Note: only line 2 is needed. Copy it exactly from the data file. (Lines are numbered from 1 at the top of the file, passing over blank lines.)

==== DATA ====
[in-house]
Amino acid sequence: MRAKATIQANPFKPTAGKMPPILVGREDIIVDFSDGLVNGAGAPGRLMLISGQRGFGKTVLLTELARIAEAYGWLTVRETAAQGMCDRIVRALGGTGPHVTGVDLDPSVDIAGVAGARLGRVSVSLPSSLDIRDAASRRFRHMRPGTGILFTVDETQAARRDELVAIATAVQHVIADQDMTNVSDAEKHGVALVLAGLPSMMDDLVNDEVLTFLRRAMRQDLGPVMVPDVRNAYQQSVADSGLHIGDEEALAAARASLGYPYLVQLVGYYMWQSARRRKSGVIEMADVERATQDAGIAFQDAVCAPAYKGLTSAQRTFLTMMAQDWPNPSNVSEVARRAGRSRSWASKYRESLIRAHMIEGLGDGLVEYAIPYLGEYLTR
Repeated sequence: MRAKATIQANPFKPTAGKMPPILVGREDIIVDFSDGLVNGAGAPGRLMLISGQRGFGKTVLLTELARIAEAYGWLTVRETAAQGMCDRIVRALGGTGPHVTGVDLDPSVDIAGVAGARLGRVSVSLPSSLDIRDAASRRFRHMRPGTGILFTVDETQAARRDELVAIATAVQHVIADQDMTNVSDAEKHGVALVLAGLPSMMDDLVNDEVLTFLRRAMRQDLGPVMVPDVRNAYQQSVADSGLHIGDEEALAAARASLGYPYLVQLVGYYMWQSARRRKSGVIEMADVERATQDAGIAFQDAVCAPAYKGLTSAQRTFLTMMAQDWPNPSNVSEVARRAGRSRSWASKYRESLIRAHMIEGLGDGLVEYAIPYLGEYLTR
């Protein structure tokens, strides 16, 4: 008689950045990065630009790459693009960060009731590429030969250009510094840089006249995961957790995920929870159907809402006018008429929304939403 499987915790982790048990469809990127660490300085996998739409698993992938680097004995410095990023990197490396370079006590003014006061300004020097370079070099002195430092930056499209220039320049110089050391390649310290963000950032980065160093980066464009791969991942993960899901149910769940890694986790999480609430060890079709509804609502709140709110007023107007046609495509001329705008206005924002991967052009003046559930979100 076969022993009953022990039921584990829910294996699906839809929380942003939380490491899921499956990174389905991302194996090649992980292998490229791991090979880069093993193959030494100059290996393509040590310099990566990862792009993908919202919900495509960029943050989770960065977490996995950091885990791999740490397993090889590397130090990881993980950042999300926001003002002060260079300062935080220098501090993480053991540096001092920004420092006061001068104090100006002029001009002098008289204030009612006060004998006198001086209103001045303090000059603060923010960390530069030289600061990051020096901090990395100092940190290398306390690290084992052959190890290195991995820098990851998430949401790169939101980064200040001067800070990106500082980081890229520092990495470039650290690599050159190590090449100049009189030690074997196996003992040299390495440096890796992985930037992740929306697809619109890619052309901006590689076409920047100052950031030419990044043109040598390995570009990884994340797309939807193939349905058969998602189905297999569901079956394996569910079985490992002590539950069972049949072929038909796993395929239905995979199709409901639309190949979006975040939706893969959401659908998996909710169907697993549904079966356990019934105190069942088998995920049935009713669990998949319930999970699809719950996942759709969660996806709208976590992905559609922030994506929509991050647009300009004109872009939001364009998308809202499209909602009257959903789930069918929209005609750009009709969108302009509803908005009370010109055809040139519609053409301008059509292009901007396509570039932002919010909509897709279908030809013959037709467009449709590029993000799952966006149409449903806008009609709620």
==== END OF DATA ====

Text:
Amino acid sequence: MRAKATIQANPFKPTAGKMPPILVGREDIIVDFSDGLVNGAGAPGRLMLISGQRGFGKTVLLTELARIAEAYGWLTVRETAAQGMCDRIVRALGGTGPHVTGVDLDPSVDIAGVAGARLGRVSVSLPSSLDIRDAASRRFRHMRPGTGILFTVDETQAARRDELVAIATAVQHVIADQDMTNVSDAEKHGVALVLAGLPSMMDDLVNDEVLTFLRRAMRQDLGPVMVPDVRNAYQQSVADSGLHIGDEEALAAARASLGYPYLVQLVGYYMWQSARRRKSGVIEMADVERATQDAGIAFQDAVCAPAYKGLTSAQRTFLTMMAQDWPNPSNVSEVARRAGRSRSWASKYRESLIRAHMIEGLGDGLVEYAIPYLGEYLTR